Prize Egg:  A Life Philosophy 

2369When I was seven or eight, my father took me and my twin brother  into Little Rock to participate in a community egg hunt. We were both very excited.  This was at a time when kids didn’t eat candy everyday like many do now. Of course there was Easter and Halloween; guaranteed sugar fests. Christmas could yield candy canes and homemade fudge…and fruit cake.  I loved fruit cake.  I always got a Zero Bar at the public pool at Beebee, but that was only once or twice a summer.  And though I bought a Snickers Bar with my one dollar allowance once and awhile, I usually spent it on a ninety-seven cent Hot Wheels car.  So the promise of a little extra Easter candy was getting us seriously worked up.

The hunt was to be held at a small public park, and when we arrived I could see that there would be a lot of competition. There were a lot of kids and some of them were big.  I had imagined that the hunt would be over hills and dales with all sorts nooks and crannies containing plastic eggs filled with wonderful sweets.  It would require expert hunting skills to emerge victorious.  But that’s not what this was at all.
The planners had created a circle no larger than a little league baseball diamond. In it was a big mess of little candy covered marshmallow eggs.  None were hidden in any way.

 Every candy season has the bottom of the barrel item.  In Halloween, it’s the peanut flavored taffy wrapped in black or orange wax paper.  In Christmas, it’s the candy cane.  And at Easter it’s Brach’s Candy Marshmallow Easter Eggs.  I’m not sure if they even make these anymore, or perhaps parents are just too afraid of disappointing their children with them. But when all was said and done, we always ate this stuff.  After all, it was candy, and candy is better than nothing.

Amongst these crap eggs, were a few big plastic eggs.  The announcers called them “prize” eggs.  In the egg would be a prize that could be redeemed at the event table.  I thought it would be a good idea to get one of these prize eggs.  And for some reason, it hadn’t occurred to me that all of the other kids would be thinking the same thing.  We all vied for good positions around the circle as the announcer was wrapping up her instructions.  She would say the classic “on your marks, get set, go!”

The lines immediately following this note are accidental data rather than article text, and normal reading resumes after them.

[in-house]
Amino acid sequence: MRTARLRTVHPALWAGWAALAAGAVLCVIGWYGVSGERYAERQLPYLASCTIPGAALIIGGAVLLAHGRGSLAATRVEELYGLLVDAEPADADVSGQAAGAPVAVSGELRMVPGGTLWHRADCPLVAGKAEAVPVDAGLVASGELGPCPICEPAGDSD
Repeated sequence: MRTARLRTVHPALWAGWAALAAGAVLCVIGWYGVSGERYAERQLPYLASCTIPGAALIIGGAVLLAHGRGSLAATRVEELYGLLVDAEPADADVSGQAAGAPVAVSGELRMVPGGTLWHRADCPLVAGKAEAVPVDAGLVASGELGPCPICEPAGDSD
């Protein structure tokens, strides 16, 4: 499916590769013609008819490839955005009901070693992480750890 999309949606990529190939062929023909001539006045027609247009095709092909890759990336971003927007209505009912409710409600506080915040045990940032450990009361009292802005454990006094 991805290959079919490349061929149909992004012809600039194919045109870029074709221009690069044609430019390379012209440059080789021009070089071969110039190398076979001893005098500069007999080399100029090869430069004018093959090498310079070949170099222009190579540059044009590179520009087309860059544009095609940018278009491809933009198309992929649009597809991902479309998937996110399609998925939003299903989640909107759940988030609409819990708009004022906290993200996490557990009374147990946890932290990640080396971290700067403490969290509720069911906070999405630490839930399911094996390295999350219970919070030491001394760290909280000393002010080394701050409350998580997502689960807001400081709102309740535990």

We were all shoulder to shoulder.  Also, it didn’t occur to me at the time that there may have been more kids than eggs.  But what did it matter?  I was fast.  I had sharp eyes.  I was going to wrack up on eggs!  I fixed my eyes on a golden egg just a meter and a half in front of me.  This is where I would start, and then I would start picking up the rest.  I glanced next to me.  There was a freckly kid a year or two younger than me.  He looked ravenous.  He was rocking back and forth in a running stance.  So I got into my runner’s stance.  “On your marks!  Get set!  Go!”

Before I even took a step, that kid dove full length onto my egg.  I was stunned.  I just stood there looking at him as he got to his feet and dove to get ANOTHER prize egg.  I ran around in a panic, looking for a prize egg, but every time I saw one someone quicker than me picked it up.  And before I knew it, they were all gone.  So I decided to downshift into candy egg collecting.  I stood in the middle of the circle looking all around.  Most of the other kids had already left to claim their prizes, and they had taken all of the candy eggs with them.  There was not a single egg left.  I ended up with absolutely nothing.